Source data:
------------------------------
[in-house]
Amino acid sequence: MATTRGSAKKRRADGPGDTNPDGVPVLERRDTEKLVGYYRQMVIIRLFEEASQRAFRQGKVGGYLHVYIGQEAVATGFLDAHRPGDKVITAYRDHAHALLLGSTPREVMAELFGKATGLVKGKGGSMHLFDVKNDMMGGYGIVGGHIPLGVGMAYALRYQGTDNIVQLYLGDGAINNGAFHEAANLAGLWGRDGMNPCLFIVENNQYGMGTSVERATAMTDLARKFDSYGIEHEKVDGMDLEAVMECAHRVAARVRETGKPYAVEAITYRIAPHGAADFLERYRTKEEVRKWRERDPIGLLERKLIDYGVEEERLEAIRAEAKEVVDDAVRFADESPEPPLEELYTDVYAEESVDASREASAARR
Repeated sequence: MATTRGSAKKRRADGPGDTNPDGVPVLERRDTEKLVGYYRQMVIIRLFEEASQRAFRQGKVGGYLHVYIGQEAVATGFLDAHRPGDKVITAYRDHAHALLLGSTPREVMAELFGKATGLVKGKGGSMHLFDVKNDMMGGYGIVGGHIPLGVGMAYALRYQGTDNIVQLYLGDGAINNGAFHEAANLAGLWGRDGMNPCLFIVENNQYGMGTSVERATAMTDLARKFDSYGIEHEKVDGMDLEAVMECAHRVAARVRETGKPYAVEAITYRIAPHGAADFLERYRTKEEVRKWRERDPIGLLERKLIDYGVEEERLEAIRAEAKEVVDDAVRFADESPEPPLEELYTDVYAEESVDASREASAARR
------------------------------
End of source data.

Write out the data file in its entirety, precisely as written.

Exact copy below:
[in-house]
Amino acid sequence: MATTRGSAKKRRADGPGDTNPDGVPVLERRDTEKLVGYYRQMVIIRLFEEASQRAFRQGKVGGYLHVYIGQEAVATGFLDAHRPGDKVITAYRDHAHALLLGSTPREVMAELFGKATGLVKGKGGSMHLFDVKNDMMGGYGIVGGHIPLGVGMAYALRYQGTDNIVQLYLGDGAINNGAFHEAANLAGLWGRDGMNPCLFIVENNQYGMGTSVERATAMTDLARKFDSYGIEHEKVDGMDLEAVMECAHRVAARVRETGKPYAVEAITYRIAPHGAADFLERYRTKEEVRKWRERDPIGLLERKLIDYGVEEERLEAIRAEAKEVVDDAVRFADESPEPPLEELYTDVYAEESVDASREASAARR
Repeated sequence: MATTRGSAKKRRADGPGDTNPDGVPVLERRDTEKLVGYYRQMVIIRLFEEASQRAFRQGKVGGYLHVYIGQEAVATGFLDAHRPGDKVITAYRDHAHALLLGSTPREVMAELFGKATGLVKGKGGSMHLFDVKNDMMGGYGIVGGHIPLGVGMAYALRYQGTDNIVQLYLGDGAINNGAFHEAANLAGLWGRDGMNPCLFIVENNQYGMGTSVERATAMTDLARKFDSYGIEHEKVDGMDLEAVMECAHRVAARVRETGKPYAVEAITYRIAPHGAADFLERYRTKEEVRKWRERDPIGLLERKLIDYGVEEERLEAIRAEAKEVVDDAVRFADESPEPPLEELYTDVYAEESVDASREASAARR